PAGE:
Why does it hurt when the beat misses my heart? The Techno- and House scene's dance, spheres and fashion
Over the past few years, the Techno- and House scene has conquered
a large part of the commercial and parts of the spheres in the alternative discotheques.
It has developed various forms of "celebrating," individual events,
called rave or event, and frequent Techno- or House clubnights. The so-called
raving society, positioning itself in the public in great events like the annual
Mayday- and Loveparade, considers itself a large community, a community with
its own autonomous culture. A new network of new types of comunication like
events, scene-boutiques or record-shops and studios has been developed. The
scene's musical and aesthetical manifestations (flyers, magazines, websites...)
are dominantly characterized by the opportunities computers offer. The Techno-culture
refrains from verbal political statements and sticks to "love, peace and
unity." It is therefore a typical phenomenon of the 90s, which, as a political
demand, "only" seeks the smallest common denominator, a selective
and peaceful social life. Dancing is the consolidating social element at the
centre of the cult-like celebrations. The scene celebrates an ecstatic cult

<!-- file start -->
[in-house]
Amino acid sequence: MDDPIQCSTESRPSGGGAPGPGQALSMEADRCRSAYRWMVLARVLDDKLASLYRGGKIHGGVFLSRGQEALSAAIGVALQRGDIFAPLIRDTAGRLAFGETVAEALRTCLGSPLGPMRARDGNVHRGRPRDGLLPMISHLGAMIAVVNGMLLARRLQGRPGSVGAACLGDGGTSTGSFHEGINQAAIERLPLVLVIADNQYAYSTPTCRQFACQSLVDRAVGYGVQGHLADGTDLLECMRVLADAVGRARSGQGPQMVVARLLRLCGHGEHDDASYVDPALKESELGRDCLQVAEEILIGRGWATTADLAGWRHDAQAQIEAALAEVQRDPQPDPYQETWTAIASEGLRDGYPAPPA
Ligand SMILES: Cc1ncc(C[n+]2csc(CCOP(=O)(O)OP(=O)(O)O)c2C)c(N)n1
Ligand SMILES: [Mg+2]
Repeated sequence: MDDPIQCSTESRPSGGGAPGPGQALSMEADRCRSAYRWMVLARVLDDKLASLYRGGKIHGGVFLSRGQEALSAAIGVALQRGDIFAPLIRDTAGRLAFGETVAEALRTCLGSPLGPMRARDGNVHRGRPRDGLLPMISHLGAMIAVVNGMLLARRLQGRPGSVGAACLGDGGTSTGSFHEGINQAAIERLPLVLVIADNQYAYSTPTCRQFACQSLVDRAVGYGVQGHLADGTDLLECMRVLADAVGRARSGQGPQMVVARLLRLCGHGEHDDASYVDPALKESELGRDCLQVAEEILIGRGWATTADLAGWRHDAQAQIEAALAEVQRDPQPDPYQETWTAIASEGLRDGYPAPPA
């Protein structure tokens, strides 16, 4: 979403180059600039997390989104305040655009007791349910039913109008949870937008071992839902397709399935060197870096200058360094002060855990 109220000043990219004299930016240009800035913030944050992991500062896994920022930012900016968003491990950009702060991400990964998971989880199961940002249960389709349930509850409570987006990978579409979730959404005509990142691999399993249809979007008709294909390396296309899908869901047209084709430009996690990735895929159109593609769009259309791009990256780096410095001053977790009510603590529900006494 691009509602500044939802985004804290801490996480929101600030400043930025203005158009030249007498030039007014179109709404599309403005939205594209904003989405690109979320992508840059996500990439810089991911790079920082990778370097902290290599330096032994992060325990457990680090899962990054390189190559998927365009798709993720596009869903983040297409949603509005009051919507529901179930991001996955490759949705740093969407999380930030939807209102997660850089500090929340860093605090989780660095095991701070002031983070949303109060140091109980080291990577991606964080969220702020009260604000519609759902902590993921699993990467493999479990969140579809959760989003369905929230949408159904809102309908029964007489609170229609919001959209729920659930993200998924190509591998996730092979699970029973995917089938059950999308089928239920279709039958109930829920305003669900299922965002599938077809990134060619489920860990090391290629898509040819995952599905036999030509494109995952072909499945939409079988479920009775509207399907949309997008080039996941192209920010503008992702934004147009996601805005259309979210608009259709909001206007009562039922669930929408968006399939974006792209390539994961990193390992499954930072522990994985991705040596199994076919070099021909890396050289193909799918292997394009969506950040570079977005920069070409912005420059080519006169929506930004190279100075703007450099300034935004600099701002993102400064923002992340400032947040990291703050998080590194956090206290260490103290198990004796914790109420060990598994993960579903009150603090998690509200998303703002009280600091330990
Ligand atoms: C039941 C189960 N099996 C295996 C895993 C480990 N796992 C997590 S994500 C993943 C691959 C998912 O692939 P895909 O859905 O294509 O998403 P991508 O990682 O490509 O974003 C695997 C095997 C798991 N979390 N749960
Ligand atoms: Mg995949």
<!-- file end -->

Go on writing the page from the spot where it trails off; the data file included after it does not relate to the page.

of the youthful body under its full physical capacity, generated by technical
media. Ordinary time patterns, like a working weeek and a recreational weekend,
In a first step, the approach to the interpretation of the aesthetics of a contemporary style of youth culture will be explained. It will be followed by an analysis of the structural characteristics and patterns of reference of the style reflected in music, dance, clothes, spheres and the internal social formation. The concluding observation positions the scene and its profane every-day culture within a society defined by technical media.
Methodical approach to a current youth culture
Preceding the analysis, the multi-layered methodical apparatus
that is used will be shown. The theoretical background is provided by the Culture
Studies, especially Hebdiges' interpretation of the "secret signs of grace"
of a particular style and the appreciation of the "grounded aesthetics
and profane culture" by Paul Willis, 1991, as well as the vital role of
the Visual Culture (Mirzoeff 1999), aiming at opening up the dogmatic science
of the arts and supplementing the "lingustic turn" with the "pictorial
turn" (W.J.T. Mitchell 1994) without abandoning its semiotic basis.